Sizzler is running ads again, reminding fans of its 1980s heyday. | Photos courtesy of Sizzler.
Sizzler is aiming to re-ignite fans’ appreciation of the steak-and-salad-bar concept with a new advertising campaign that plays off a commercial first aired 36 years ago, before its then-unknown star became a popular TV actress.
The new spot opens with a dated clip of a young girl trying to keep up with the continuous replenishment of fried shrimp on her plate, a function of the chain’s mid-1980s offer of unlimited servings of the seafood. The camera pulls back to reveal that the grainy old video is playing on the smart phone of Jodie Sweetin, a star of “Fuller House,” the current-day reboot of the popular 1980s sitcom “Full House.
Sweetin had also starred in that popular TV program, as a pre-teen abounding in cuteness and sass. Sweetin explains that she got her start in Sizzler commercials, including the one she’d been showing on her phone. The pullback reveals that she’s standing in a restaurant.
“I started here at Sizzler, and I’m here to tell you, it’s still as good as ever,” she says.
After cracking a few left-handed boasts about her acting abilities, Sweetin goes on to say, “Sizzler is many things, but most importantly, still open…it’s as much in demand as ever, and waiting for you to revisit this summer.”
Other executions show Sweetin as a youngster, trying to eat one more shrimp, juxtaposed with images of the adult actress munching one today.
“I loved coming back to Sizzler to do a commercial 36 years after my first one,” Sweetin said in a statement provided to Restaurant Business. “It’s great to see they’re still open and still serving my favorite meal, Steak and Unlimited Shrimp.”
The new commercial’s message is clear: If Sizzler was an old favorite of yours, head back to relive those satisfying occasions. It’s still around, and still serving up unlimited portions of shrimp, along with cooked-to-order steaks and fresh salad fixings.
The campaign will also inform unfamiliar customers of what the brand offers at its more than 80 current locations, according to the chain.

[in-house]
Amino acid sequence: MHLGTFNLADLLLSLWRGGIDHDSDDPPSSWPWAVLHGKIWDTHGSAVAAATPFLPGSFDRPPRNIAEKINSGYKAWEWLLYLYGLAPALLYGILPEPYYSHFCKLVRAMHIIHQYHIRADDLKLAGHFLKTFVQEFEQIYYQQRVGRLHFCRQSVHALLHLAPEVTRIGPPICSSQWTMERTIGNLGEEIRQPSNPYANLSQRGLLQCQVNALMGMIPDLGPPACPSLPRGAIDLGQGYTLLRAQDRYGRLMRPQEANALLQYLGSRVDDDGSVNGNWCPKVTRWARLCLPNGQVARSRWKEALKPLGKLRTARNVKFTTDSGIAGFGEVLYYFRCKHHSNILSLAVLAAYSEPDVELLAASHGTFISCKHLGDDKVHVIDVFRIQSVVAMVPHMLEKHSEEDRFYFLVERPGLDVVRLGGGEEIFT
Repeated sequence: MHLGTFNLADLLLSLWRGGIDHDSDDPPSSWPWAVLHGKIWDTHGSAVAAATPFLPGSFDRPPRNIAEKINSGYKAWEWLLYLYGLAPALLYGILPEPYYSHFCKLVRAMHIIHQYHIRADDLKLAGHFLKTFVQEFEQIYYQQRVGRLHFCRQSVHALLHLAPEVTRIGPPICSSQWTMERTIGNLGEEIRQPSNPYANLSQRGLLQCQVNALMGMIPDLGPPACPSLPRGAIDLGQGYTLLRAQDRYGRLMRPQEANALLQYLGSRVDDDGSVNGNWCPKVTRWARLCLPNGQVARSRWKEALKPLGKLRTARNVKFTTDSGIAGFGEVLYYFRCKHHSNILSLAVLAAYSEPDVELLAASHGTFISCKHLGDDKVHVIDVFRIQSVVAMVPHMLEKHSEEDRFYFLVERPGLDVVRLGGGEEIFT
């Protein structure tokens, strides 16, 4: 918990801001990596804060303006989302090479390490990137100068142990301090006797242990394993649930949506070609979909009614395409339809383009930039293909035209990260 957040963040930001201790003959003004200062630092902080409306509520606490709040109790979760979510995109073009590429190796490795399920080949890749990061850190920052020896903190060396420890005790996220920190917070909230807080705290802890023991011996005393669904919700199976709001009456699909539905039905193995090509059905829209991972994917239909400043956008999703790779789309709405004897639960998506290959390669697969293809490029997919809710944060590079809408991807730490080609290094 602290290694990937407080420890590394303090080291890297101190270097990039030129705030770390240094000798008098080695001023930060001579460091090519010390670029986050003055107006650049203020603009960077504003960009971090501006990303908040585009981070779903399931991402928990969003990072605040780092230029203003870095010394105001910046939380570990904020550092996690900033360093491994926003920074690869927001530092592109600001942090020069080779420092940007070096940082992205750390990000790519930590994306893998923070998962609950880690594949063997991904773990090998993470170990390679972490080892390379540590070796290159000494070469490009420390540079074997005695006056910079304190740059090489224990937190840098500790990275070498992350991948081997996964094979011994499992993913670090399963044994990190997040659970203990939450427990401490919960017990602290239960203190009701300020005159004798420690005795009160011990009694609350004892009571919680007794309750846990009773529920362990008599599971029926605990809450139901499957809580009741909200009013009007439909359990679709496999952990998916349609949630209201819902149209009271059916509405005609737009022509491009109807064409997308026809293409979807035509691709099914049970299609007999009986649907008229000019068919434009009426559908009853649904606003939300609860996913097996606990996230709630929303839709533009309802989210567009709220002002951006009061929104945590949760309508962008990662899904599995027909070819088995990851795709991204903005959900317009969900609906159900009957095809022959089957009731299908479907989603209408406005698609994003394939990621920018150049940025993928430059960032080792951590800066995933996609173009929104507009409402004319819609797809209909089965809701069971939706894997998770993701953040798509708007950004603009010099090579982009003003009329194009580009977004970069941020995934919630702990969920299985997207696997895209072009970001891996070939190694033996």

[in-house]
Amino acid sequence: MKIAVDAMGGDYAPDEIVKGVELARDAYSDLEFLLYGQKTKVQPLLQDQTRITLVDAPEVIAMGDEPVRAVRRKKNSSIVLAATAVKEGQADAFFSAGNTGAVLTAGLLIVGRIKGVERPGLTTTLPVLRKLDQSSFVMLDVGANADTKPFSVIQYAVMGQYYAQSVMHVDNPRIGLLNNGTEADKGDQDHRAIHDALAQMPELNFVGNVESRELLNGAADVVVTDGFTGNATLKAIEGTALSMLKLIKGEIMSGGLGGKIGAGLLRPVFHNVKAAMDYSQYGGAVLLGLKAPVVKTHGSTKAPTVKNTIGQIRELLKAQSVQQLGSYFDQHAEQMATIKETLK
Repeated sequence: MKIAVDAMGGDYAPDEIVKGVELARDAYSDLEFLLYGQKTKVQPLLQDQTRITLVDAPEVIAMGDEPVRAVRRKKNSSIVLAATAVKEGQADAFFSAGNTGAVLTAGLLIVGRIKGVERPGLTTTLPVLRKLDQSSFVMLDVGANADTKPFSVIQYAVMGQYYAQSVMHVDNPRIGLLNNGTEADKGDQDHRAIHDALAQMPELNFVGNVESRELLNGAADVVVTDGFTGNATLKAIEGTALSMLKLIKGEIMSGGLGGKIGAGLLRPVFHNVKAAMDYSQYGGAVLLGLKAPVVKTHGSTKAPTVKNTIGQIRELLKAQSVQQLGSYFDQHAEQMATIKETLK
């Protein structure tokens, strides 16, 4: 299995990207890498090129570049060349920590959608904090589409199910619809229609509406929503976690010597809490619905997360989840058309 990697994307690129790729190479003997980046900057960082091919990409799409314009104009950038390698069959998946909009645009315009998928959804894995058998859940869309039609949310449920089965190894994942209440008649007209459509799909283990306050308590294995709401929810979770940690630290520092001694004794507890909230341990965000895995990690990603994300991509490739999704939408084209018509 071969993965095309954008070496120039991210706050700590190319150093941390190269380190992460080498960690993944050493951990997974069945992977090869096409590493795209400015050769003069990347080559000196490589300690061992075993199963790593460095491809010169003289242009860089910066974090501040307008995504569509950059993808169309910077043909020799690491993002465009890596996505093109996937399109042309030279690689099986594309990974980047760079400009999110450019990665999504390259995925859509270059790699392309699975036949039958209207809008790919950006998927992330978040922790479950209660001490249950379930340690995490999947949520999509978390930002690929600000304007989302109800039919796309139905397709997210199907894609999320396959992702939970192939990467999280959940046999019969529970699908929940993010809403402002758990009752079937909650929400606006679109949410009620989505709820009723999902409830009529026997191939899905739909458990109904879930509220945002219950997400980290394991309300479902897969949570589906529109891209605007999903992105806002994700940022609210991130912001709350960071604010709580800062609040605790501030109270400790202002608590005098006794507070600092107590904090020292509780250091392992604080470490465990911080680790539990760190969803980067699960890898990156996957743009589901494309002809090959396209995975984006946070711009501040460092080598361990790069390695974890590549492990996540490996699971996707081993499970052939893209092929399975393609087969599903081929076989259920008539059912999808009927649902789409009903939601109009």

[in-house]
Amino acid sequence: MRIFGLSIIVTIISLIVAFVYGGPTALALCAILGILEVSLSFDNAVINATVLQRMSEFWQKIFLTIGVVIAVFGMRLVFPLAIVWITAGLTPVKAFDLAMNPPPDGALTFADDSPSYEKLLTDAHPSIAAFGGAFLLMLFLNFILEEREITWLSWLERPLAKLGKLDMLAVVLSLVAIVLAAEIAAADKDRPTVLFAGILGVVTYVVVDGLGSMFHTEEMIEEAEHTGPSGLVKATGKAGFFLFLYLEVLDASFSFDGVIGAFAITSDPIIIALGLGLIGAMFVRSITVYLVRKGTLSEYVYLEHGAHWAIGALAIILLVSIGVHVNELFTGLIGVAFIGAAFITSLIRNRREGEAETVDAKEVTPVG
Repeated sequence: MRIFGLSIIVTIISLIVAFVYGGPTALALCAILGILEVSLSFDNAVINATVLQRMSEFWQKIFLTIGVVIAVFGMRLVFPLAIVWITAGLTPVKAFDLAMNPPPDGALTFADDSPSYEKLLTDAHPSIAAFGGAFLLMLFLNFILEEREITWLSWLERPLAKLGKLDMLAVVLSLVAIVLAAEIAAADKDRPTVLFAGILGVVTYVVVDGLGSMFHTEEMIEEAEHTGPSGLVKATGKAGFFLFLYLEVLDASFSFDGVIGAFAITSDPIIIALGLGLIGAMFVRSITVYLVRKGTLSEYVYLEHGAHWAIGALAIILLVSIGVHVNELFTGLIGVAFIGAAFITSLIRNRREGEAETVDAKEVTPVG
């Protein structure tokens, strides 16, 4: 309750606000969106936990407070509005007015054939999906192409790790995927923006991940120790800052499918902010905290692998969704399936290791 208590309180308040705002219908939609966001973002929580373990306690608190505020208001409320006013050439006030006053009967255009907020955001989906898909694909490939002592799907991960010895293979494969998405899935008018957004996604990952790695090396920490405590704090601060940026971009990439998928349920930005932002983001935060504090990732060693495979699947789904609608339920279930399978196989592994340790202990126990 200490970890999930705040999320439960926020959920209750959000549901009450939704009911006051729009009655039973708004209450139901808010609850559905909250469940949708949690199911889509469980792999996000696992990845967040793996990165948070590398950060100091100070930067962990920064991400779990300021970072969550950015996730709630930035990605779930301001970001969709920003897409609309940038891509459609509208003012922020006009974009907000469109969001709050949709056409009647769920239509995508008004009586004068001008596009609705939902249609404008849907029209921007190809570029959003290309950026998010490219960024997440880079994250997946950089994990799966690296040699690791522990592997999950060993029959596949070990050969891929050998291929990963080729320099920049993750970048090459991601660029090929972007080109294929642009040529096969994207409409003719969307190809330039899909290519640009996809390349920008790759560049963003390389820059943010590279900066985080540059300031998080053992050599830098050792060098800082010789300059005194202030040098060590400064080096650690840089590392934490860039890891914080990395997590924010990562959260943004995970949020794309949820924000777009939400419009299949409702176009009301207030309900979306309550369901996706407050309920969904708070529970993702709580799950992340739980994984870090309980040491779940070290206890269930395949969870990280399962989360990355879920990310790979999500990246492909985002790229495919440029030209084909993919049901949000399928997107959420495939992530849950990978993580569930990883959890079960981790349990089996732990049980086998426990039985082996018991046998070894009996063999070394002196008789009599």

The spot also seems to be a tacit acknowledgment that many one-time fans might think the brand disappeared during the pandemic, when it sought bankruptcy protection from creditors. The filing convinced the U.S. Small Business Administration to hold off on processing Sizzler’s request for a second Paycheck Protection Program loan.
Sizzler eventually sued the agency to get that second loan, which amounted to $2 million.
Now the chain is striving to recover its verve—currently not by reinventing itself, but by reminding lapsed customers that they could still enjoy what made them patrons in the first place.
Sizzler did indeed reign in the 1980s as one of the industry’s hotter concepts, a result of the value it offered. Steaks were budget-priced, and the low price for unlimited trips to its salad bar made that feature a popular lunch option.
It was also a pioneer of what’s become the customary model for fast-casual concepts. Customers placed their orders at a cashier station after moving down a modified cafeteria line. When their entrees were cooked, their number or names were called. Customers picked up their food and brought it back to their table, with servers roaming the dining area to replenish soft drinks.
The brand intends to re-stoke interest through a variety of ways, including publicity campaigns and limited-time menu offers, according to its new public relations agency.
The new ad campaign is consistent with the nostalgia bent of many chain’s latest marketing efforts. Quiznos, for instance, recently resurrected its Spongmonkey spokes-critters, and McDonald’s turned a spotlight on one of its characters from the past, the Grimace. A number of casual-dining chains have resurrected their buy-one/take-one-home and 3-for-$10 deals, updated to reflect current cost considerations.
Have a look at the new ad campaign:
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